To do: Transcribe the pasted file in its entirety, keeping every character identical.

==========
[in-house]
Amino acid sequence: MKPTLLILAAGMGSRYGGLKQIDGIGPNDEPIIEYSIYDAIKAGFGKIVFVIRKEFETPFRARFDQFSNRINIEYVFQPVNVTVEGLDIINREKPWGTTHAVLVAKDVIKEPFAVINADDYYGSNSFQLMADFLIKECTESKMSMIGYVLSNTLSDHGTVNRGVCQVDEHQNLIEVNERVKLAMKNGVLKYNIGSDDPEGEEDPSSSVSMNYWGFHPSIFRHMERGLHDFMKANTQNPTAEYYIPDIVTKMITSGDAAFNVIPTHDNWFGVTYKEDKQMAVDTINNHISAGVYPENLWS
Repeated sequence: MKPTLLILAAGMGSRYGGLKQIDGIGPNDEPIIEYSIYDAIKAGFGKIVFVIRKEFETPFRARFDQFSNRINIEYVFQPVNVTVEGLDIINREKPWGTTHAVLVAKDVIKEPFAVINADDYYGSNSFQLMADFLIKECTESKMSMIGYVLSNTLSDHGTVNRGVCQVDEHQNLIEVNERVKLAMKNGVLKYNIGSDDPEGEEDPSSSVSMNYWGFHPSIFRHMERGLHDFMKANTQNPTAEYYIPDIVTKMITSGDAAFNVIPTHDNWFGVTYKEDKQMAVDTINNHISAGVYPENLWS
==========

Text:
[in-house]
Amino acid sequence: MKPTLLILAAGMGSRYGGLKQIDGIGPNDEPIIEYSIYDAIKAGFGKIVFVIRKEFETPFRARFDQFSNRINIEYVFQPVNVTVEGLDIINREKPWGTTHAVLVAKDVIKEPFAVINADDYYGSNSFQLMADFLIKECTESKMSMIGYVLSNTLSDHGTVNRGVCQVDEHQNLIEVNERVKLAMKNGVLKYNIGSDDPEGEEDPSSSVSMNYWGFHPSIFRHMERGLHDFMKANTQNPTAEYYIPDIVTKMITSGDAAFNVIPTHDNWFGVTYKEDKQMAVDTINNHISAGVYPENLWS
Repeated sequence: MKPTLLILAAGMGSRYGGLKQIDGIGPNDEPIIEYSIYDAIKAGFGKIVFVIRKEFETPFRARFDQFSNRINIEYVFQPVNVTVEGLDIINREKPWGTTHAVLVAKDVIKEPFAVINADDYYGSNSFQLMADFLIKECTESKMSMIGYVLSNTLSDHGTVNRGVCQVDEHQNLIEVNERVKLAMKNGVLKYNIGSDDPEGEEDPSSSVSMNYWGFHPSIFRHMERGLHDFMKANTQNPTAEYYIPDIVTKMITSGDAAFNVIPTHDNWFGVTYKEDKQMAVDTINNHISAGVYPENLWS